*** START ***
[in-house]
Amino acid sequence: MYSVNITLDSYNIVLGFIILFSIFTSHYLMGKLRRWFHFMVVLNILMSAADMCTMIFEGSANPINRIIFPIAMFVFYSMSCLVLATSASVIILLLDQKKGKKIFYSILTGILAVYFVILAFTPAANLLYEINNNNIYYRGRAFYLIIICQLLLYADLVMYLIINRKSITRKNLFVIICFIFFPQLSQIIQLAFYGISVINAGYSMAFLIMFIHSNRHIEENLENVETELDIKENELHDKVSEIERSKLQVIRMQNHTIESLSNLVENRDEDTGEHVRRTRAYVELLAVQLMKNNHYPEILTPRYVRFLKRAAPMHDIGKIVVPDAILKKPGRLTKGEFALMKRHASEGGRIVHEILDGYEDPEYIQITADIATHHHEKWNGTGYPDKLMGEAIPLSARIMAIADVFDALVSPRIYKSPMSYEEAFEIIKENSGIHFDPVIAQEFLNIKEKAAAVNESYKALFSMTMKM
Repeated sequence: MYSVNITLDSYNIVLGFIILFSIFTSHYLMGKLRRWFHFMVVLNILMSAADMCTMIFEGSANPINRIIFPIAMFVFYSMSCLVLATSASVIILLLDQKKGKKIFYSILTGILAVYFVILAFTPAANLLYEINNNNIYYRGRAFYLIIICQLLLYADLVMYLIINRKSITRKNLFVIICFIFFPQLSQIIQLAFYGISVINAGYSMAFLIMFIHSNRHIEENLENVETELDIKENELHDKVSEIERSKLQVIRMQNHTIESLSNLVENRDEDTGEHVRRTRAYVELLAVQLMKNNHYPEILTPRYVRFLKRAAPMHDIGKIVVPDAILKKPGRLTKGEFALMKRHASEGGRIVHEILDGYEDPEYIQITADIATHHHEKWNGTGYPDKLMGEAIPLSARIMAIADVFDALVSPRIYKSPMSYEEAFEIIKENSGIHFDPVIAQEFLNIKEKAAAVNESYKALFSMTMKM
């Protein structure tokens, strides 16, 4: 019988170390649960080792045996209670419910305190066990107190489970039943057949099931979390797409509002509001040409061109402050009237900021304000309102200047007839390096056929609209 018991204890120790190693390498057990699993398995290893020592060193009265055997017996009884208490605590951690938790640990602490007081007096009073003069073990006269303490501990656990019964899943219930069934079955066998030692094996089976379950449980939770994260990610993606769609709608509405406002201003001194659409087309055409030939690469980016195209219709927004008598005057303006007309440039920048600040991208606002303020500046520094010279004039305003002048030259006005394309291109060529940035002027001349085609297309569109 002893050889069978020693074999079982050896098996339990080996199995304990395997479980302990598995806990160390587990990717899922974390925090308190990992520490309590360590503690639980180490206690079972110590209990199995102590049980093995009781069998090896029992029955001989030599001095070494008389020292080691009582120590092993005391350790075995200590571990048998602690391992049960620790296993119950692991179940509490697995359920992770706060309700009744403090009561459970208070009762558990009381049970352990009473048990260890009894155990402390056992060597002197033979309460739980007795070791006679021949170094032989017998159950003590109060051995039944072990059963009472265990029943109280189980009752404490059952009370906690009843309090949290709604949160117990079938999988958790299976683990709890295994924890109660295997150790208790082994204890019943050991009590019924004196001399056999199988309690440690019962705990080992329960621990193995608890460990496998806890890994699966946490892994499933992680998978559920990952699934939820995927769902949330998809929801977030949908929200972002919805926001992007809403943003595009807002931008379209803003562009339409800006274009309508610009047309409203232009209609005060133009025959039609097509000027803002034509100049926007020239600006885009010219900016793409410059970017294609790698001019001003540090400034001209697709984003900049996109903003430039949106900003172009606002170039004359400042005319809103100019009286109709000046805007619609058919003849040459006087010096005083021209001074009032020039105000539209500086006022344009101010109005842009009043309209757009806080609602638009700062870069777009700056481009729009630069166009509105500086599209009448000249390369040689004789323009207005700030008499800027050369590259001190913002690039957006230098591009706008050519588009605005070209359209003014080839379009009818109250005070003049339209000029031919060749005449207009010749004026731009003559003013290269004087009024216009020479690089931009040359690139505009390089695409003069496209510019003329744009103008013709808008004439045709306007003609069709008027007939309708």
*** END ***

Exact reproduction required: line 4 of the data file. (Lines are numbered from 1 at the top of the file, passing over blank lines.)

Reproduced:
């Protein structure tokens, strides 16, 4: 019988170390649960080792045996209670419910305190066990107190489970039943057949099931979390797409509002509001040409061109402050009237900021304000309102200047007839390096056929609209 018991204890120790190693390498057990699993398995290893020592060193009265055997017996009884208490605590951690938790640990602490007081007096009073003069073990006269303490501990656990019964899943219930069934079955066998030692094996089976379950449980939770994260990610993606769609709608509405406002201003001194659409087309055409030939690469980016195209219709927004008598005057303006007309440039920048600040991208606002303020500046520094010279004039305003002048030259006005394309291109060529940035002027001349085609297309569109 002893050889069978020693074999079982050896098996339990080996199995304990395997479980302990598995806990160390587990990717899922974390925090308190990992520490309590360590503690639980180490206690079972110590209990199995102590049980093995009781069998090896029992029955001989030599001095070494008389020292080691009582120590092993005391350790075995200590571990048998602690391992049960620790296993119950692991179940509490697995359920992770706060309700009744403090009561459970208070009762558990009381049970352990009473048990260890009894155990402390056992060597002197033979309460739980007795070791006679021949170094032989017998159950003590109060051995039944072990059963009472265990029943109280189980009752404490059952009370906690009843309090949290709604949160117990079938999988958790299976683990709890295994924890109660295997150790208790082994204890019943050991009590019924004196001399056999199988309690440690019962705990080992329960621990193995608890460990496998806890890994699966946490892994499933992680998978559920990952699934939820995927769902949330998809929801977030949908929200972002919805926001992007809403943003595009807002931008379209803003562009339409800006274009309508610009047309409203232009209609005060133009025959039609097509000027803002034509100049926007020239600006885009010219900016793409410059970017294609790698001019001003540090400034001209697709984003900049996109903003430039949106900003172009606002170039004359400042005319809103100019009286109709000046805007619609058919003849040459006087010096005083021209001074009032020039105000539209500086006022344009101010109005842009009043309209757009806080609602638009700062870069777009700056481009729009630069166009509105500086599209009448000249390369040689004789323009207005700030008499800027050369590259001190913002690039957006230098591009706008050519588009605005070209359209003014080839379009009818109250005070003049339209000029031919060749005449207009010749004026731009003559003013290269004087009024216009020479690089931009040359690139505009390089695409003069496209510019003329744009103008013709808008004439045709306007003609069709008027007939309708």